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Saturday, 18 December, 1999, 11:33 GMT
Macau and the end of empire

Since 1945 western empires have been in decline in Asia, leaving Macau as the last colony to return to Asian control

The Japanese occupation in World War II provided the spur for many independence movements
The success of the Japanese advance in the early days of the war convinced many emerging Asian nationalist movements that the imperial powers were not invincible.

Indonesia was one of the first countries to proclaim a republic in 1945, but the Dutch were unwilling to let their only Asian colony go and fought a bitter four- year war before finally withdrawing in 1949.

The British too were unwilling to let India - the jewel in their imperial crown - go its own way, but growing nationalist unrest forced their hand and in 1947 India and Pakistan declared their independence.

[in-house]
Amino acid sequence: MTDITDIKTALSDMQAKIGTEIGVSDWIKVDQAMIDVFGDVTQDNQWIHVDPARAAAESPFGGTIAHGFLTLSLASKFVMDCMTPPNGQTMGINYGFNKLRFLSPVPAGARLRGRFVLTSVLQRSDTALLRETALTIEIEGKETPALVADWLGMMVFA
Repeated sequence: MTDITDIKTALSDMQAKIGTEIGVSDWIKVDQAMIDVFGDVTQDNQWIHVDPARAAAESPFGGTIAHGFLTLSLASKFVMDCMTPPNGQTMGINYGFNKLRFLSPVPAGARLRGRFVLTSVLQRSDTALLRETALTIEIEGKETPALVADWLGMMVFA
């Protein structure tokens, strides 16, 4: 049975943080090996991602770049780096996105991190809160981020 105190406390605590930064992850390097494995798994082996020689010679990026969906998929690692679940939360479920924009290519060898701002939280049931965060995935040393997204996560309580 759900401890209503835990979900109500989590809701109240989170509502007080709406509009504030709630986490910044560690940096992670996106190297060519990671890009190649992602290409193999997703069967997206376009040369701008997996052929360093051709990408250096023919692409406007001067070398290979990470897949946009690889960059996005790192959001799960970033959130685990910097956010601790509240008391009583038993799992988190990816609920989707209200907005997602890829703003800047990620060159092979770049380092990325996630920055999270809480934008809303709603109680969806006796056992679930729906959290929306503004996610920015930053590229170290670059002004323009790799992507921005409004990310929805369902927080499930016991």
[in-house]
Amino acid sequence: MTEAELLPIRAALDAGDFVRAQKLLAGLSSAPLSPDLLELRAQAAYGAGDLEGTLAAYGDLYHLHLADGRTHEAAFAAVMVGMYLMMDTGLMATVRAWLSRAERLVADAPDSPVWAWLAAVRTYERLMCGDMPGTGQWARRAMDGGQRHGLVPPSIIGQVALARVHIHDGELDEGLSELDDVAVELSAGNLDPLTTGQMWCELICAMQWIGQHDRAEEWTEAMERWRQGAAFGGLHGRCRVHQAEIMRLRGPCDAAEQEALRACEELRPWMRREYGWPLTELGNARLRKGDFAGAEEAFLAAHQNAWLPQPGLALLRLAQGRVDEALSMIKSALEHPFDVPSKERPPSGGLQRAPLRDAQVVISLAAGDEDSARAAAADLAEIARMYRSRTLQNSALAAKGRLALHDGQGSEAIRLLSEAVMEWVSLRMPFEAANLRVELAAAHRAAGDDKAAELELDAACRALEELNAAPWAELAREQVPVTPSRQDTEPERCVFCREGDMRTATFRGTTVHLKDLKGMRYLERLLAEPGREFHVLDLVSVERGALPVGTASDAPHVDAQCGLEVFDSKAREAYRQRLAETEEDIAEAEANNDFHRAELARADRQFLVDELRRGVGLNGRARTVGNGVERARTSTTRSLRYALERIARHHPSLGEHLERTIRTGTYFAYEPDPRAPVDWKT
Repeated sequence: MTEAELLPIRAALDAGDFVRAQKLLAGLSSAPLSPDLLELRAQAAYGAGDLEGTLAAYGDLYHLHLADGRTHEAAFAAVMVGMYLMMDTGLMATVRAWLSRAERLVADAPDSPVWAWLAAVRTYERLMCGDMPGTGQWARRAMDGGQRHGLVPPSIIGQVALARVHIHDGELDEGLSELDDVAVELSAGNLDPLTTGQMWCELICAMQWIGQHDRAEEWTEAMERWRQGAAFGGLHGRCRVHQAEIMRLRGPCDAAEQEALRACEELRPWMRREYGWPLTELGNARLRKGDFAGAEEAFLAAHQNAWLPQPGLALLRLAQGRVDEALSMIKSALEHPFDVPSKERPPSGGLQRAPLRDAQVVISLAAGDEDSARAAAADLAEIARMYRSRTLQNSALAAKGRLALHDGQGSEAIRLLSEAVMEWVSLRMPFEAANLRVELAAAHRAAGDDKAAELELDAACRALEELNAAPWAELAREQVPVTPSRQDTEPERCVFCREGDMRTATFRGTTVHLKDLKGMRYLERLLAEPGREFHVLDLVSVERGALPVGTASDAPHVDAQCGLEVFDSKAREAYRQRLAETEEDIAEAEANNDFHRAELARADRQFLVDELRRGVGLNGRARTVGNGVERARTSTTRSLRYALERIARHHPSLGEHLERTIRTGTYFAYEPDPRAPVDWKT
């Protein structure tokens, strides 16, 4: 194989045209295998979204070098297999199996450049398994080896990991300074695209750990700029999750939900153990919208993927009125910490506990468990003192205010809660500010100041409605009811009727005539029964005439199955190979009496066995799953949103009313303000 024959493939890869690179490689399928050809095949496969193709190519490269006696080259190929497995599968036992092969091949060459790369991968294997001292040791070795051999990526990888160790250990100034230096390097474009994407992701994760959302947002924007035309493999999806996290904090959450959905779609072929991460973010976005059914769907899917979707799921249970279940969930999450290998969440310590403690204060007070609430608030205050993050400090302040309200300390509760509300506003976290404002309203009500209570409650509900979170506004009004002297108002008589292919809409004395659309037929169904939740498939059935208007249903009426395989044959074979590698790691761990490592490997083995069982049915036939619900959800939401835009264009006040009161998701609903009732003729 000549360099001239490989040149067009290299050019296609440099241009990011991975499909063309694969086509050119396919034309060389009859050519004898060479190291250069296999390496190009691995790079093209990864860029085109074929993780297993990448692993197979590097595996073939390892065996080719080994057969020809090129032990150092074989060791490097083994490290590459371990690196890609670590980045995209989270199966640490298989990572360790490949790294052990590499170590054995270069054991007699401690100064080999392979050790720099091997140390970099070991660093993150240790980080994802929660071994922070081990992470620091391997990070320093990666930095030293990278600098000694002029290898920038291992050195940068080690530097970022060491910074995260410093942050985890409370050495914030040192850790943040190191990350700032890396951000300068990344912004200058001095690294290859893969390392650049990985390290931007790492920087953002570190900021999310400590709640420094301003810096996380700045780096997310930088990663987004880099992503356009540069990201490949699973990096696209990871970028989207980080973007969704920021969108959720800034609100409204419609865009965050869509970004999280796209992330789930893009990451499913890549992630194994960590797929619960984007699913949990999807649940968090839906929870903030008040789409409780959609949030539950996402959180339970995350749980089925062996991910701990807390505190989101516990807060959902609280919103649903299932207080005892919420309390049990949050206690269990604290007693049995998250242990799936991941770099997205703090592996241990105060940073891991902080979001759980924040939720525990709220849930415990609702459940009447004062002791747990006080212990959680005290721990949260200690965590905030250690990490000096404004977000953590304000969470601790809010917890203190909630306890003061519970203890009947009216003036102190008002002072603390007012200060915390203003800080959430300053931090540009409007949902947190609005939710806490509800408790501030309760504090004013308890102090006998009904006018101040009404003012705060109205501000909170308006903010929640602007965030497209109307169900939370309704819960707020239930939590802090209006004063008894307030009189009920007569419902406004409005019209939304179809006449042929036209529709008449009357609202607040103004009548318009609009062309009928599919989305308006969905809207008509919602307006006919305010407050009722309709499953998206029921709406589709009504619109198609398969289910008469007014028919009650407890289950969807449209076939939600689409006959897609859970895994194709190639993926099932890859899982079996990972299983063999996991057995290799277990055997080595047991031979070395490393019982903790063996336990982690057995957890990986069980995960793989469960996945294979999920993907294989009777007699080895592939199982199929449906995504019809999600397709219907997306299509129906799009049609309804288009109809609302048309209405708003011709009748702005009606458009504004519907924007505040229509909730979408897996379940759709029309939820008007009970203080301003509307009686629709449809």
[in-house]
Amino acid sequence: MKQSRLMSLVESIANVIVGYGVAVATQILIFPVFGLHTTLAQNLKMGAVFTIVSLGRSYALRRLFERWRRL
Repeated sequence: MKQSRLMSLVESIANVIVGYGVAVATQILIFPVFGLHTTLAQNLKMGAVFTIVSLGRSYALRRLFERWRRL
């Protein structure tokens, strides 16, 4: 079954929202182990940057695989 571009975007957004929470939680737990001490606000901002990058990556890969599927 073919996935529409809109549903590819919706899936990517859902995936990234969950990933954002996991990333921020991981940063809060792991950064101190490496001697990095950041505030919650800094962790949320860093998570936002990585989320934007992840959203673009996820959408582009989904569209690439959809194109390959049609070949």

A year later Burma and Sri Lanka (then Ceylon) followed suit.

In Indochina the decolonisation process led to years of bitter war
In Malaya and northern Borneo Britain clung on to its colonies, fighting a long war against communist insurgents on the peninsular and, in Borneo, resisting Indonesian efforts to seize Sarawak and Brunei.

Eventually Malaya was granted independence in 1957, and the strategic naval base in Singapore followed suit eight years later in 1965.

In Indochina the French colonists also put up a fierce resistance to the growing nationalist movement, but a bruising military defeat at Dien Bien Phu in northern Vietnam in 1954 finally forced their withdrawal.

In the years that followed, the US - fearing a communist take-over across Asia - poured thousands of troops and billions of dollars into a war that cost the lives of millions.

Hong Kong 1997: Britain's last Asian outpost goes back to China
In 1963 the Dutch withdrew from their final outpost in Asia, the western half of New Guinea which was ceded to Indonesia and 13 years later, in 1976, the Portuguese hastily abandoned their colony in East Timor - paving the way for that territory's long and bloody experience of Indonesian rule.

In 1984 the oil rich sultanate of Brunei cut its last ties with the UK leaving Hong Kong as the only piece of British empire left in Asia.

That episode came to an end in 1997, when the 99-year lease on Hong Kong expired and the territory reverted to mainland control.

The return of Hong Kong left Macau as both the oldest and last outpost of European empire left in Asia.

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